(In addition to appearing at The Captain’s Blog, this post is also being syndicated at TheYankeeAnalysts.)
Now that Daisuke Matsuzaka’s decision to have Tommy John surgery has essentially closed the book on his Red Sox career, we can finally examine whether the signing was worthwhile. In addition, the same analysis can be used to settle another rivalry-based question: who was the better (or less disastrous) acquisition, Matsuzaka or Kei Igawa?
It’s an absurd question, right? After all, Matsuzaka has been an above average pitcher over his major league career (although his last two-plus seasons have been well below average), while Kei Igawa has been a denizen of Scranton. However, after a closer look, the answer doesn’t seem so obvious.
When the Red Sox paid over $51 million for the right to negotiate with Matsuzaka, it was not only an unprecedented price for a posted Japanese player, but also $13 million more than the next highest bid, which was made by the New York Mets. Although the Red Sox offer was high, expectations for Matsuzaka were even greater, with many experts predicting he was a lock to become an ace starter. Obviously, by committing over $100 million to the Japanese righty, the Red Sox expected just as much.
Although several teams made an offer, the bidding for Kei Igawa wasn’t as intense as it was for Matsuzaka. The Yankees’ top bid of $26 million easily out distanced the Mets, who once again finished second in the process (considering that team’s current fiscal troubles, it’s a good thing they came up short both times). Unlike Boston, however, the Yankees had very low expectations for the money spent. In fact, Brian Cashman went out of his way to temper the signing by first referring to Igawa as a back of the rotation starter and then later as a potential middle reliever. In other words, something other than performance-based expectations seemed to be behind the acquisition.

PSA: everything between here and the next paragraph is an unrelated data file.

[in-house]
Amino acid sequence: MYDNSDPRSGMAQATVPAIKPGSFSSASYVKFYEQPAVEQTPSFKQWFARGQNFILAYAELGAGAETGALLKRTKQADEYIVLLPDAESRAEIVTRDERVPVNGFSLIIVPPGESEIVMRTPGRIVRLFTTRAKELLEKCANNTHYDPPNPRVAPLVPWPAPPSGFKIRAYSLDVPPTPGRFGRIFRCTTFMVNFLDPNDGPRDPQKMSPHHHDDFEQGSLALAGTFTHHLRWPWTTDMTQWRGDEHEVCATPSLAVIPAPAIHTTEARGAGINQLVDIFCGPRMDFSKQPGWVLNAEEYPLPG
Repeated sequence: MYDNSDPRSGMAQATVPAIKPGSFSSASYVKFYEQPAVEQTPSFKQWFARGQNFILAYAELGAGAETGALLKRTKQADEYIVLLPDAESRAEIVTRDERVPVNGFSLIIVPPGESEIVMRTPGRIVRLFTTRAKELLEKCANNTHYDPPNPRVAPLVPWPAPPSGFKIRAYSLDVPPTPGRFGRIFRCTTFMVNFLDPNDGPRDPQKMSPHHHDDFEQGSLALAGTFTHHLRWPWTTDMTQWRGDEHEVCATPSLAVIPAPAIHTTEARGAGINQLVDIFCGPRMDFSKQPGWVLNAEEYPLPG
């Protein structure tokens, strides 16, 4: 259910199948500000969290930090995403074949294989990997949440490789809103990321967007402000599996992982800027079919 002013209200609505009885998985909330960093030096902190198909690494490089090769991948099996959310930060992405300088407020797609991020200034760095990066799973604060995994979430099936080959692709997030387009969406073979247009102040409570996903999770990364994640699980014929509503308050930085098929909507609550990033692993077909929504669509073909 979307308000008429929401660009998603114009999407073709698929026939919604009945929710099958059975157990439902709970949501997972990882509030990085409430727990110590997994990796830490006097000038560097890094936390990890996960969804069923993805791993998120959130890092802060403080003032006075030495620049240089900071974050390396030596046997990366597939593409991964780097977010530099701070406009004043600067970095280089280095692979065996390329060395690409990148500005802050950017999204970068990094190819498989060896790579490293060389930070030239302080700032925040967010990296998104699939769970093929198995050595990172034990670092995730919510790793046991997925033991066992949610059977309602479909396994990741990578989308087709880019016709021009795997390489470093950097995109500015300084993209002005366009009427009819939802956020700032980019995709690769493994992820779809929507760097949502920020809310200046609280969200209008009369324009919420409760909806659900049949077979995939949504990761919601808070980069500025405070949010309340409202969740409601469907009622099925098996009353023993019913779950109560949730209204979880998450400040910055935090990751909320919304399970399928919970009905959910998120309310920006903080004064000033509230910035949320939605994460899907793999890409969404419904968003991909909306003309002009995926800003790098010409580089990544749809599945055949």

Matsuzaka’s a front-end of the rotation type of starter. I think we’ve been very honest in saying that we’re looking at Kei to help us solidify the back of the rotation. They’re dissimilar pitchers; we don’t want to confuse our fan base. But we think he can be a successful pitcher here in the major leagues.” – Brian Cashman, quoted by the New York Times, January 9, 2007
Whatever the motivation, Igawa proved to be a bust off the bat, and after 12 mostly disastrous starts in 2007, he was banished to the minor leagues. Meanwhile, after a slow start, Dice-K began to show signs of his promised dominance by going 18-3 with a 2.90 ERA in 2008. Although many were skeptical of his peripherals and lack of innings, heading into the 2009 season, it looked as if Matsuzaka would at least come close to providing value that was comparable to his cost.
Unfortunately for the Red Sox, their expensive import has paid declining returns since his 2008 campaign, culminating in a surgery that will likely preclude any further contribution. So, barring an unexpected promotion for Igawa, it’s now fairly safe to make a comparison between the two contracts and see which team came out ahead.
Comparison of Matsuzaka, Igawa Contracts
*Value is a WAR-based conversion into dollars.
Source: fangraphs.com and Cot’s Contracts